Maybe Introvert Parent is a label all of its own but an Introvert Parent who raises their child according to their instincts is likely to be a happy and successful parent.

Wednesday, April 15, 2015

15 secret decor tips

Posted by Akula at 1:22 AM
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1 Natural colour
Lemons in a bowl add a little zest to a white kitchen inexpensively. And who doesn't love their fresh scent? A stylish dishtowel can soften a granite countertop and pick up the green in the flowering plants lining your windowsill.

2 White out
Nothing beats piles of soft white towels for their luxurious look, especially when you have open shelving in a bathroom. Candles, a blue vase and green- and cream-colour flowers add dashes of pretty to an all-white backdrop.

3 Dishing it out
Don't hide your dishes from view! Instead, make them a great kitchen feature by displaying one colour or style together. Simple dishes in white and soft celadon look fabulous.

4 A group effort
Avoid the cluttered, chaotic look of jam-packed shelves by grouping books and accessories of similar size and shape in mini vignettes.

5 Real lookers
Storing herbs and spices in uniform containers in drawers and cabinets is so easy on the eyes. The look is even cleaner when you use a label maker to denote the contents of tins or little glass jars.

6 Sweet dreams
You can't go wrong with crisp white cotton or linen bedding: it always looks inviting and elegant.

7 All lined up
Keep glass cabinets bright with bold, colourful packaging. Red pop bottles with attractive labels are fun and fresh on a windowsill, too. bank rakyat loan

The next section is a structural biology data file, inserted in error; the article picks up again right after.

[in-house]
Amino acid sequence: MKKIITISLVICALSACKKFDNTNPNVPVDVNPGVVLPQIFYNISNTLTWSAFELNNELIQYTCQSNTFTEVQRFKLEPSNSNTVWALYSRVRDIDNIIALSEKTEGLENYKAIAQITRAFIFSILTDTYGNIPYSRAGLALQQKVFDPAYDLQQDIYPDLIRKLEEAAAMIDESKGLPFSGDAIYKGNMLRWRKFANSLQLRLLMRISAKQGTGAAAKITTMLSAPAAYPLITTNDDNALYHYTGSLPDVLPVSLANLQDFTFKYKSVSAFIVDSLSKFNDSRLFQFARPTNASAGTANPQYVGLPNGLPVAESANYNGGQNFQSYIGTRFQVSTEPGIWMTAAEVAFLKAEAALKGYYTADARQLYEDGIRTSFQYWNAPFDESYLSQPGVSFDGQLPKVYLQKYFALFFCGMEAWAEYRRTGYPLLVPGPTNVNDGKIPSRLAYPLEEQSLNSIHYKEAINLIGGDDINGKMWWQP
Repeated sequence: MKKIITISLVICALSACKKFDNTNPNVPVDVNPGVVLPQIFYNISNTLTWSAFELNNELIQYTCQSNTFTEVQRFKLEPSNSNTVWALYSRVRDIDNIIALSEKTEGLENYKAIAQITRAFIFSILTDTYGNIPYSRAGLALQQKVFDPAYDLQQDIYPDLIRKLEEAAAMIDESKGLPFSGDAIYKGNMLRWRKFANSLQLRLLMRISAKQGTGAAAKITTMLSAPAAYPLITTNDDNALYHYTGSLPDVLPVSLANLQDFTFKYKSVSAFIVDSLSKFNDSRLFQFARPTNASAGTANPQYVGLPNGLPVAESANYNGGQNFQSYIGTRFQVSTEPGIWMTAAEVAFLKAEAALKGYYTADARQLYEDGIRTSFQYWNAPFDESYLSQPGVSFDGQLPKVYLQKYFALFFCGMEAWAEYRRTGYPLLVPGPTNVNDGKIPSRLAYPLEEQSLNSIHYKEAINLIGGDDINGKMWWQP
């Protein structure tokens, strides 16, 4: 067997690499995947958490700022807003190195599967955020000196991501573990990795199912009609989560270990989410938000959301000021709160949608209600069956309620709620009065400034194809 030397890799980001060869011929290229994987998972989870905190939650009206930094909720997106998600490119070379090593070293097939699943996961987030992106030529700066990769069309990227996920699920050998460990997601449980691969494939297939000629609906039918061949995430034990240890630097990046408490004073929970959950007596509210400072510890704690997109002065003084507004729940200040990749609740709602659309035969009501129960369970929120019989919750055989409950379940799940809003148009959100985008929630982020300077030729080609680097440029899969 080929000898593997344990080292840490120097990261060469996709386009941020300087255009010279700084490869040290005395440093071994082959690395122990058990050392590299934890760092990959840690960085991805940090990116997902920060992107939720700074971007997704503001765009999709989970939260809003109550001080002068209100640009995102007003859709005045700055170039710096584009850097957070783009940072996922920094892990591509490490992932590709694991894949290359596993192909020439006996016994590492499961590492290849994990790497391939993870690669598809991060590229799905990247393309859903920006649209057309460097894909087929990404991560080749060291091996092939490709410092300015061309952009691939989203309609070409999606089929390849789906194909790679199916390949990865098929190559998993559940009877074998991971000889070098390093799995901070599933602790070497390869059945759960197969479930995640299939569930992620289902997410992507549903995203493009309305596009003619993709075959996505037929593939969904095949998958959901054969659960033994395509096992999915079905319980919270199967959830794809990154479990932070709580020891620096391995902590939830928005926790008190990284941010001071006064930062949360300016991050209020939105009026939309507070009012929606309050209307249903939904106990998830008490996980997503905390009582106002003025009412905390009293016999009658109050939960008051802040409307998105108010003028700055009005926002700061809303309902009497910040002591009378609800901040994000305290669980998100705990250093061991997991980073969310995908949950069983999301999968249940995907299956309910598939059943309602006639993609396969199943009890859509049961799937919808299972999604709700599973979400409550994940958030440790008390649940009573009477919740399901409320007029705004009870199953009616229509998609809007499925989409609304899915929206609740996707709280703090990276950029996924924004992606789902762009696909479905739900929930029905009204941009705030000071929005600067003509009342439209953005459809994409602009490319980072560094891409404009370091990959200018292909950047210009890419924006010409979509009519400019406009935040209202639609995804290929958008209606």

Wednesday, April 08, 2015

Butternut Squash Risotto

Posted by Akula at 8:38 PM
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  • 50g onion, chopped
  • 25g unsalted butter
  • 110g basmati rice
  • 450ml boiling water
  • 150g butternut squash, peeled and chopped
  • 225g ripe tomatoes, skinned, deseeded and chopped
  • 50g Cheddar cheese, grated


  1. Saute the onion in half the butter until softened.
  2. Stir in the rice until well coated.
  3. Pour over the boiling water, cover pan with a lid and cook for 8 minutes over a high heat.
  4. Stir in the butternut squash, reduce the heat and cook, covered, for about 12 minutes or until or the water had been absorbed.
  5. Meanwhile, melt the remaining butter in a small saucepan, add the tomatoes and saute for 2-3 minutes,
  6. Stir in the cheese until melted, then stir the tomato and cheese mixture into the cooked rice.                                                                                        sources

Thursday, April 02, 2015

Jaga2 Serangan Hendap

Posted by Akula at 2:15 AM